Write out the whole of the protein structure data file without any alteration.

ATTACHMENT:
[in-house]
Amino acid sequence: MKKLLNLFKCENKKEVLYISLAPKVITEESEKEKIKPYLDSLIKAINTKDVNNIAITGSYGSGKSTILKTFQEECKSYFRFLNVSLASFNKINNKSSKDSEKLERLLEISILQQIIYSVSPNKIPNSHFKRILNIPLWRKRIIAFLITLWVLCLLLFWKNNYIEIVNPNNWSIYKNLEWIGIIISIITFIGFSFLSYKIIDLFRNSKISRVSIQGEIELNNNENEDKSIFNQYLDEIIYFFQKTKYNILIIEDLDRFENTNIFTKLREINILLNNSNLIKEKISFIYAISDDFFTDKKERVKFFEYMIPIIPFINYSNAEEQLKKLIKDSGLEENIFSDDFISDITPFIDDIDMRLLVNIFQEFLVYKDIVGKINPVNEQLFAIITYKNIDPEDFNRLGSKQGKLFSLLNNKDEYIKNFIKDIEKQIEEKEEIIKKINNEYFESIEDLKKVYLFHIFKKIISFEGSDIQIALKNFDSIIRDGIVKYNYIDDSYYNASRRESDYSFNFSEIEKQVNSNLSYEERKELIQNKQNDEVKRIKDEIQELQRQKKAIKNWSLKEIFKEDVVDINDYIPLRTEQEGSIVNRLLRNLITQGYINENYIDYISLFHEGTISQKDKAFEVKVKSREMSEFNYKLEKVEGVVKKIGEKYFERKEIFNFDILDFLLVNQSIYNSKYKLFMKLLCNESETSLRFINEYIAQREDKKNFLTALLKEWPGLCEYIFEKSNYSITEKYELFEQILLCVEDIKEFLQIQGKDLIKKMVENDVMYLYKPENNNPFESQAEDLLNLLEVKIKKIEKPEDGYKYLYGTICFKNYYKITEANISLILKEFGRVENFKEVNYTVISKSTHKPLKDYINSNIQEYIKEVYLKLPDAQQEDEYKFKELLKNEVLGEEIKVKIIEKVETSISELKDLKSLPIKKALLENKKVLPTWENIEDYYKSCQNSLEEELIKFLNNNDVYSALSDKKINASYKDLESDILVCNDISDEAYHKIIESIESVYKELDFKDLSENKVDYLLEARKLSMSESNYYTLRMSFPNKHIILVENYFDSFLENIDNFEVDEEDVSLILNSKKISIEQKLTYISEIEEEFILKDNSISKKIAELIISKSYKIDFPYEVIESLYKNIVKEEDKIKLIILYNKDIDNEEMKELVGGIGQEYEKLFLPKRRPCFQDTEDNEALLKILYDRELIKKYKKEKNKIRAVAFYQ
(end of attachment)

[in-house]
Amino acid sequence: MKKLLNLFKCENKKEVLYISLAPKVITEESEKEKIKPYLDSLIKAINTKDVNNIAITGSYGSGKSTILKTFQEECKSYFRFLNVSLASFNKINNKSSKDSEKLERLLEISILQQIIYSVSPNKIPNSHFKRILNIPLWRKRIIAFLITLWVLCLLLFWKNNYIEIVNPNNWSIYKNLEWIGIIISIITFIGFSFLSYKIIDLFRNSKISRVSIQGEIELNNNENEDKSIFNQYLDEIIYFFQKTKYNILIIEDLDRFENTNIFTKLREINILLNNSNLIKEKISFIYAISDDFFTDKKERVKFFEYMIPIIPFINYSNAEEQLKKLIKDSGLEENIFSDDFISDITPFIDDIDMRLLVNIFQEFLVYKDIVGKINPVNEQLFAIITYKNIDPEDFNRLGSKQGKLFSLLNNKDEYIKNFIKDIEKQIEEKEEIIKKINNEYFESIEDLKKVYLFHIFKKIISFEGSDIQIALKNFDSIIRDGIVKYNYIDDSYYNASRRESDYSFNFSEIEKQVNSNLSYEERKELIQNKQNDEVKRIKDEIQELQRQKKAIKNWSLKEIFKEDVVDINDYIPLRTEQEGSIVNRLLRNLITQGYINENYIDYISLFHEGTISQKDKAFEVKVKSREMSEFNYKLEKVEGVVKKIGEKYFERKEIFNFDILDFLLVNQSIYNSKYKLFMKLLCNESETSLRFINEYIAQREDKKNFLTALLKEWPGLCEYIFEKSNYSITEKYELFEQILLCVEDIKEFLQIQGKDLIKKMVENDVMYLYKPENNNPFESQAEDLLNLLEVKIKKIEKPEDGYKYLYGTICFKNYYKITEANISLILKEFGRVENFKEVNYTVISKSTHKPLKDYINSNIQEYIKEVYLKLPDAQQEDEYKFKELLKNEVLGEEIKVKIIEKVETSISELKDLKSLPIKKALLENKKVLPTWENIEDYYKSCQNSLEEELIKFLNNNDVYSALSDKKINASYKDLESDILVCNDISDEAYHKIIESIESVYKELDFKDLSENKVDYLLEARKLSMSESNYYTLRMSFPNKHIILVENYFDSFLENIDNFEVDEEDVSLILNSKKISIEQKLTYISEIEEEFILKDNSISKKIAELIISKSYKIDFPYEVIESLYKNIVKEEDKIKLIILYNKDIDNEEMKELVGGIGQEYEKLFLPKRRPCFQDTEDNEALLKILYDRELIKKYKKEKNKIRAVAFYQ